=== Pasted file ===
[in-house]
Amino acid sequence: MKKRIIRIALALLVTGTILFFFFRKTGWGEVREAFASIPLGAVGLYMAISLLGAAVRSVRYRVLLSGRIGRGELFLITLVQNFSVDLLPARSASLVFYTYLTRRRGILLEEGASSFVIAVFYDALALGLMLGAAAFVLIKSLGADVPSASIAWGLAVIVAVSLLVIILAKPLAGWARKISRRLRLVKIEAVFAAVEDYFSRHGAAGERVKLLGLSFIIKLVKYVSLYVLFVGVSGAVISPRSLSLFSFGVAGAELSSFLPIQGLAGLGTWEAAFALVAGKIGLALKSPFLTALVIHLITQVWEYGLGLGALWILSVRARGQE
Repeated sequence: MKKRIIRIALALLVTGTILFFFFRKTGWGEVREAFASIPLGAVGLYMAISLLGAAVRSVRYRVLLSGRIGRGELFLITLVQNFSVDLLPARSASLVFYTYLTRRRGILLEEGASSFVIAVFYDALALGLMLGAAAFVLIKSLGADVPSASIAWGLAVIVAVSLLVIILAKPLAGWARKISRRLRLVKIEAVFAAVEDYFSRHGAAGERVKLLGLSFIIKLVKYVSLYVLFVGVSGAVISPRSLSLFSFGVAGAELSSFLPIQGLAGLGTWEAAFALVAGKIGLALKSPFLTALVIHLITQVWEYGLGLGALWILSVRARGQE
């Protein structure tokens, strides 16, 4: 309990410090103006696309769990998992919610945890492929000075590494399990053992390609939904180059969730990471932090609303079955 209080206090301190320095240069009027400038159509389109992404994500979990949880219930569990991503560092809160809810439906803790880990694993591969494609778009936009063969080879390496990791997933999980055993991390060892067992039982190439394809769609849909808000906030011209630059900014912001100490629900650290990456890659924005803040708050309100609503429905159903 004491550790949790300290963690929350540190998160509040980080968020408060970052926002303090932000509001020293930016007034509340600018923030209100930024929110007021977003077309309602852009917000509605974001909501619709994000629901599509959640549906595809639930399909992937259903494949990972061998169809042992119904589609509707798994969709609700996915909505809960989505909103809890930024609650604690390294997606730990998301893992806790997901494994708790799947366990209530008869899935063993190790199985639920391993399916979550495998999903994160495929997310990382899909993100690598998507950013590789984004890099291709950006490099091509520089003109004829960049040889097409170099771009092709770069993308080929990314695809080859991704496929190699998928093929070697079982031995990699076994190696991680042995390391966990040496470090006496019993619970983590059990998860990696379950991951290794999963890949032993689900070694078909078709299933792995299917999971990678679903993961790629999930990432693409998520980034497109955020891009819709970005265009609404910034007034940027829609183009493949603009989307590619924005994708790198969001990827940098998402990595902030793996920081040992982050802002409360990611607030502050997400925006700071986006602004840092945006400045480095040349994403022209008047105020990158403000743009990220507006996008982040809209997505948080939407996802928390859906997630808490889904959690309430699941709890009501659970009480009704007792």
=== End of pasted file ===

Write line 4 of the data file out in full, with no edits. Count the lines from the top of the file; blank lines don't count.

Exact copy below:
């Protein structure tokens, strides 16, 4: 309990410090103006696309769990998992919610945890492929000075590494399990053992390609939904180059969730990471932090609303079955 209080206090301190320095240069009027400038159509389109992404994500979990949880219930569990991503560092809160809810439906803790880990694993591969494609778009936009063969080879390496990791997933999980055993991390060892067992039982190439394809769609849909808000906030011209630059900014912001100490629900650290990456890659924005803040708050309100609503429905159903 004491550790949790300290963690929350540190998160509040980080968020408060970052926002303090932000509001020293930016007034509340600018923030209100930024929110007021977003077309309602852009917000509605974001909501619709994000629901599509959640549906595809639930399909992937259903494949990972061998169809042992119904589609509707798994969709609700996915909505809960989505909103809890930024609650604690390294997606730990998301893992806790997901494994708790799947366990209530008869899935063993190790199985639920391993399916979550495998999903994160495929997310990382899909993100690598998507950013590789984004890099291709950006490099091509520089003109004829960049040889097409170099771009092709770069993308080929990314695809080859991704496929190699998928093929070697079982031995990699076994190696991680042995390391966990040496470090006496019993619970983590059990998860990696379950991951290794999963890949032993689900070694078909078709299933792995299917999971990678679903993961790629999930990432693409998520980034497109955020891009819709970005265009609404910034007034940027829609183009493949603009989307590619924005994708790198969001990827940098998402990595902030793996920081040992982050802002409360990611607030502050997400925006700071986006602004840092945006400045480095040349994403022209008047105020990158403000743009990220507006996008982040809209997505948080939407996802928390859906997630808490889904959690309430699941709890009501659970009480009704007792």